Heigl gets up for another cup. "Want some?" We tend to forget, or we never really knew, that Heigl has been in the business a long time. A child model, then child actor, then teen actor. She starred in "Bride of Chucky" and "Under Siege 2: Dark Territory." She did a lot of mediocre TV movies.
After she graduated from New Canaan High School in Connecticut, Heigl and her mom drove west. "We put all our [stuff] in the car, and the dog, and us, and I had really high hopes. I really did." She laughs at the memory. Silly girl. "And it was nothing like what I thought it would be. Nope. L.A. is a totally different universe. It's a beast."
She says Hollywood has a kind of default setting when confronted with an actress such as Heigl. "You're the blonde," she says. "Or the cheerleader. Or the girl friend. It would have been really easy to fall back on the blonde and the bra size and just do that for the rest of my career."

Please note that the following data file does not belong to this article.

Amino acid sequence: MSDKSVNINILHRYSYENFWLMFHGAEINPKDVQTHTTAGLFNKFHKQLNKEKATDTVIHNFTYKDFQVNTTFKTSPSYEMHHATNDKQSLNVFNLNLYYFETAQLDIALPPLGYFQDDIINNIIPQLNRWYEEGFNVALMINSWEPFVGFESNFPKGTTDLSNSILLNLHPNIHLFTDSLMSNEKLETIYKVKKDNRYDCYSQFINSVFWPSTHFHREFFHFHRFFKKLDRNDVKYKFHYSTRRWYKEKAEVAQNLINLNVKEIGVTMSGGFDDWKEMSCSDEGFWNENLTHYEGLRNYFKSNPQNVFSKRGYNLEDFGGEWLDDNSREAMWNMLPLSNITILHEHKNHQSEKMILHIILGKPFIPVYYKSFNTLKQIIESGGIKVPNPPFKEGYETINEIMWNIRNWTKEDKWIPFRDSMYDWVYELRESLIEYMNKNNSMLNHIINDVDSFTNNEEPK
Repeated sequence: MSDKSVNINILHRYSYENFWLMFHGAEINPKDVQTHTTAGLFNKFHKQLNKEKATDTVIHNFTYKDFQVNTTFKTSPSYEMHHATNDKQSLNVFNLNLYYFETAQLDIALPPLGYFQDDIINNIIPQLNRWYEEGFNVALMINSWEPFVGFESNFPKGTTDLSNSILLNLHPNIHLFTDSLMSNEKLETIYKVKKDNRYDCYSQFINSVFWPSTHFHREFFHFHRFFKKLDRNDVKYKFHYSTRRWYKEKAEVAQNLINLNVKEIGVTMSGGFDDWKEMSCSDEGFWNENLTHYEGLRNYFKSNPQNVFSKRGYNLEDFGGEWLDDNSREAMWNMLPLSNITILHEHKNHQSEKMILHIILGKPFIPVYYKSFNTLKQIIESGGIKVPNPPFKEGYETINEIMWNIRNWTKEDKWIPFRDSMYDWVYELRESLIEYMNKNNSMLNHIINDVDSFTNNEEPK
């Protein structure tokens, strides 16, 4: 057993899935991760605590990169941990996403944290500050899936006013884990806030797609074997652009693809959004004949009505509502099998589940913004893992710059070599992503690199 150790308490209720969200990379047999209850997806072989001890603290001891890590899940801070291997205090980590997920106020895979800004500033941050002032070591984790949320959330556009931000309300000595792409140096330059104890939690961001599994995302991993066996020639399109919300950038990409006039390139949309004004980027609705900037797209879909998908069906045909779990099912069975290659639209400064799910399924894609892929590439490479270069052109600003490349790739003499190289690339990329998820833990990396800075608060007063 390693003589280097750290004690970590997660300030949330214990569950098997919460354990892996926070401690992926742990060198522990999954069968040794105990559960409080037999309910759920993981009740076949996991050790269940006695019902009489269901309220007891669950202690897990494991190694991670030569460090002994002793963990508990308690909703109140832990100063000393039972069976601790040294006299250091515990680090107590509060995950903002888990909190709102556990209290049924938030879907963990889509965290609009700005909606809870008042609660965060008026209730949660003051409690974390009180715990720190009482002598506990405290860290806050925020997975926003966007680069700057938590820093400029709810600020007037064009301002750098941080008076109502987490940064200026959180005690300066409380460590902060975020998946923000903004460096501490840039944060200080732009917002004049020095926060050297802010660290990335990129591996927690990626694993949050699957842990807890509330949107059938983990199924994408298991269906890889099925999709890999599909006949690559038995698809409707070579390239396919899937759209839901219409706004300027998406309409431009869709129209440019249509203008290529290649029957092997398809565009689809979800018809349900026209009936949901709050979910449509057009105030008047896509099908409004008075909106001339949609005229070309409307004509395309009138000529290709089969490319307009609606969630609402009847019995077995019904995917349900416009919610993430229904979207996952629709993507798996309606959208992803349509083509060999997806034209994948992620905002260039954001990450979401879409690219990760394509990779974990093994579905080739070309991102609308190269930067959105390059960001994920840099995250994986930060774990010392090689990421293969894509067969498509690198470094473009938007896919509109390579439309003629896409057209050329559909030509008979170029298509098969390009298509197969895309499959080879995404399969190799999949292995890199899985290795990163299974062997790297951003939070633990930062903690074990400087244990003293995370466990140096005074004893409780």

But there's always someone, blonder or, you know, bigger.
"There are a lot of pretty girls in this town," she says, slurring the words "a lot."
This whole time you're living with your mother?
She relights. Her hair is a freshly fluffed pillow. "We lived in an apartment in Woodland Hills for a couple years. Then Mom bought a house in Calabasas. I was her roommate and I paid rent, or whatever, but no matter, you're still living in your mom's house. You're still following her rules. By about 22 I realized I should probably be doing some of this on my own. Like my own laundry. And I probably shouldn't have a curfew. I needed to grow up. It was actually very hard and scary for me. I think my mother was more relieved, and I was clinging to what I knew."